The Best Is Yet to Come for Catholicism

Some years ago I co-wrote with longtime Catholic journalist Russell Shaw a book entitled Good News, Bad News (still in print from Ignatius Press). It covers evangelization, conversion, and the crisis of faith, complete with many anecdotes of conversion, including those of well-known men and women.

On the one hand, as we all know, over the last several decades, a great many Catholics have left the faith. For most of us, this phenomenon hits close to home, with examples among family members.

On the other hand, many thousands over the last several decades have rejoined the Faith of their Fathers or have newly discovered the truth and beauty of Catholicism. Every Easter, large numbers are received into the Church and are some of the most fervent practitioners of the Faith. For example, in the United States in 2014, the Official Catholic Directory recorded 39,654 catechumens, baptized, confirmed, and receiving first Communion, and another 66,831 candidates who had already received valid baptisms in another church and who were received into full Communion with the Catholic Church.

This is a very good sign, although of course we need to add many more to that number. And in some ways today’s society should offer fertile ground for conversions. More and more people, including serious Christians from many faltering denominations and many Evangelicals, are realizing that only in the Church that Christ founded can one find the wholeness of the Lord’s teachings, safeguarded from erroneous interpretation. And only there can Christians find all that is necessary for salvation: that is, all the sacraments instituted by Christ to give grace.

Among these, the sacrament that produces most yearning in non-Catholic Christians who are approaching the Church is the Eucharist, the body and blood, soul and divinity of Our Lord. Outside the Church, they have no access to this sacrament that Our Lord, on the night before he died, entrusted to the apostles, who were the first priests and bishops. In many cases, other Christian faith groups do not even have a priesthood, and those that do, such as Episcopalians, do not have the unbroken apostolic succession necessary to confer the true Sacrament of Holy Orders.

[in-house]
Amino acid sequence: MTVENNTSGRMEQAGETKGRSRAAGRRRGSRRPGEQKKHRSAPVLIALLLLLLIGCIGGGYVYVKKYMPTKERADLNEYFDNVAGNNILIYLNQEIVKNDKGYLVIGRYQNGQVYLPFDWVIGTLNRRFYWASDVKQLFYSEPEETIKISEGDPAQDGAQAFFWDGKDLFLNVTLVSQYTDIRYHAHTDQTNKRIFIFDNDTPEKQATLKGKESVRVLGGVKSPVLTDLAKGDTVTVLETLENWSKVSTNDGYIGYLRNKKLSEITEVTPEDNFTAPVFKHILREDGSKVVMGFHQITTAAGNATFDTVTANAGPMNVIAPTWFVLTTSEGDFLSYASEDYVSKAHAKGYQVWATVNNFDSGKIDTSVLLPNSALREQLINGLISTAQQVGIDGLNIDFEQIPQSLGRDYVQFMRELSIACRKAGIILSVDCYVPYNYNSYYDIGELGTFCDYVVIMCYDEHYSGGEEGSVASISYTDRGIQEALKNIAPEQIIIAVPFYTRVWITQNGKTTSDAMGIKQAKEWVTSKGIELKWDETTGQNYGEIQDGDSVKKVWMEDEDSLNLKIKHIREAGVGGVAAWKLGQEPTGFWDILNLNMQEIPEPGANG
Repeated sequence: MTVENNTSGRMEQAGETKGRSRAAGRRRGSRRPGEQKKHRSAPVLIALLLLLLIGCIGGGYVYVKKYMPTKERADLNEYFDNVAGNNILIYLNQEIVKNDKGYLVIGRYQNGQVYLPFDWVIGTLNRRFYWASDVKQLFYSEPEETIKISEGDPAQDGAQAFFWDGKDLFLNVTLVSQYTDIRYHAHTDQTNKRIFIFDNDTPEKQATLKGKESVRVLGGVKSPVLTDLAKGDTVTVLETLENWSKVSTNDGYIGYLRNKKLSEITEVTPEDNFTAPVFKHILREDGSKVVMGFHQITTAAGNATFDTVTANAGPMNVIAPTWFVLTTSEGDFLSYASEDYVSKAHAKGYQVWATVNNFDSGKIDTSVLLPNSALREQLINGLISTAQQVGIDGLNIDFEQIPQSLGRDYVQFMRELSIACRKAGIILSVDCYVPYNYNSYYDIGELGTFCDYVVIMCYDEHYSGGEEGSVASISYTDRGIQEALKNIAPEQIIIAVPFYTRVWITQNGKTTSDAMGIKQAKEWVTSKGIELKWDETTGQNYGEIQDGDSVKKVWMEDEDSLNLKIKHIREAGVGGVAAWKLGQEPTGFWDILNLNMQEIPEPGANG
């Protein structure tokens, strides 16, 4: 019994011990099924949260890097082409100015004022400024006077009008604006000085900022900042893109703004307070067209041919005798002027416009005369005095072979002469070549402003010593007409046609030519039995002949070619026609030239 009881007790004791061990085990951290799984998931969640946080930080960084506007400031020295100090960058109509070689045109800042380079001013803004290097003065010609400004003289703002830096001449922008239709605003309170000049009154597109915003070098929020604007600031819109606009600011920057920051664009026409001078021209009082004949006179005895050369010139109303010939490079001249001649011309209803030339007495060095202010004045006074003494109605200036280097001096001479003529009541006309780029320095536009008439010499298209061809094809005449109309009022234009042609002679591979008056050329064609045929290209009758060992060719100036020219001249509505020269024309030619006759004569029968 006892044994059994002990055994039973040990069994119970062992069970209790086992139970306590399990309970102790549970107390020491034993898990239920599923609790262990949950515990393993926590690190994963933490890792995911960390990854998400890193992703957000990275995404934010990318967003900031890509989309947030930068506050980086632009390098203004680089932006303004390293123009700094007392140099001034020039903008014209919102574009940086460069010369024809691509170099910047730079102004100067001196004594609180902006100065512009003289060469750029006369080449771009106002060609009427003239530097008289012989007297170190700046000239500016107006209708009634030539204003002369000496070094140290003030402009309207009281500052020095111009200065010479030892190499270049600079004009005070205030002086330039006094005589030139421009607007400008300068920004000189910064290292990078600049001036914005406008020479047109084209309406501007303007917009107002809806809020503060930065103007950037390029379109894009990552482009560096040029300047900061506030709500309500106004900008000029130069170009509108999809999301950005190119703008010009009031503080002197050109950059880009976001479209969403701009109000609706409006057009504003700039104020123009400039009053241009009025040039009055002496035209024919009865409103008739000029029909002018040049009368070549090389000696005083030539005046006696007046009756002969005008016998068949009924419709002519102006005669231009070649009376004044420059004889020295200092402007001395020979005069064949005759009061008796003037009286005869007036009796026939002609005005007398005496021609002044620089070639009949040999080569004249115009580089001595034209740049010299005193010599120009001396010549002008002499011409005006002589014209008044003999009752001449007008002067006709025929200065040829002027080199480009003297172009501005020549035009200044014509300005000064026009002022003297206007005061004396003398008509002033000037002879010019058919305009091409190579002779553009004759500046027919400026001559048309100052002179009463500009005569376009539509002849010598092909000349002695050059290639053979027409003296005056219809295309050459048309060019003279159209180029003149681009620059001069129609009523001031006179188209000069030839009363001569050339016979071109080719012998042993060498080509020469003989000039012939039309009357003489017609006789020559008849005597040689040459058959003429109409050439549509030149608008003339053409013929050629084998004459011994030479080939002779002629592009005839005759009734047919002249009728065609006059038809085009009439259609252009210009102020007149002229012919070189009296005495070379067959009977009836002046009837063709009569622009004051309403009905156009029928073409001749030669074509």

One area of the world where the Church is flourishing is Africa, where converts are coming by the hundreds of thousands. The Church is also strong in parts of Poland and Hungary and, surprisingly, of late also in certain regions of France. Some of this is likely due to the realization of the danger that is on their doorstep in the form of Islam. They are also aware that unless they return to the fullness of the Church and its teaching on marriage and particularly being open to life, they will be overrun by Islam.

The Conversion of St. Augustine by Fra Angelico, c. 1430 [Musée des beaux-arts Thomas-Henry, Cherbourg-Octeville, France]
The Conversion of St. Augustine by Fra Angelico, c. 1430 [Musée des beaux-arts Thomas-Henry, Cherbourg-Octeville, France]

And of course the Catholic Church is growing in the Far East, including (despite difficult circumstances) in China. It is only the Catholic Church that produces a Mother Teresa of Calcutta – soon to be canonized and a great example of the power of holiness that comes from the teachings of the Church and its sacraments.

Another magnet to the Church for many people recently has been Pope Francis. Although his style may not be attractive to some Catholics, nonetheless he has made a big impact throughout the world, not only with Catholics but with the faithful members of the so-called Reformation.

There is much more to be done by all of us as faithful members of the Catholic faith, who are called to evangelize in some manner our family and friends, the people we work with, indeed all those we encounter. The best preparation for doing this is to take advantage of the grace of the sacraments. We should also ask the Holy Spirit to help us to be truly joyful in such a way that our happiness will draw people around us to the Church God founded.

We are engaged in a most important struggle for our country. Although waged on many fronts – including marriage and the family, assisted suicide, freedom of conscience, and abortion – all flow from a correct understanding of our all-wise and all-loving Creator’s plan for his Creation.

So our task in this new year is to continue to fight for the right to life from conception to natural death, with no exceptions. Second and very important is to once again be a country that recognizes marriage as solely the union of male and female, as it was from the beginning.

We should continue to pray that all Catholic educational institutions, from grammar school through high school and university, will be completely faithful to the teachings of the Catholic Church.

As we know, coming up in this next year is a crucial presidential election in the United States, and for the first time in many years there are a good number of candidates who are clearly pro-life, pro-family, and pro-marriage. By the end of this year we will either have renewed reason for hope or even greater urgency about our need to convert our culture and its people.

Fr. C. John McCloskey (1953-2023) was a Church historian and Non-Resident Research Fellow at the Faith and Reason Institute.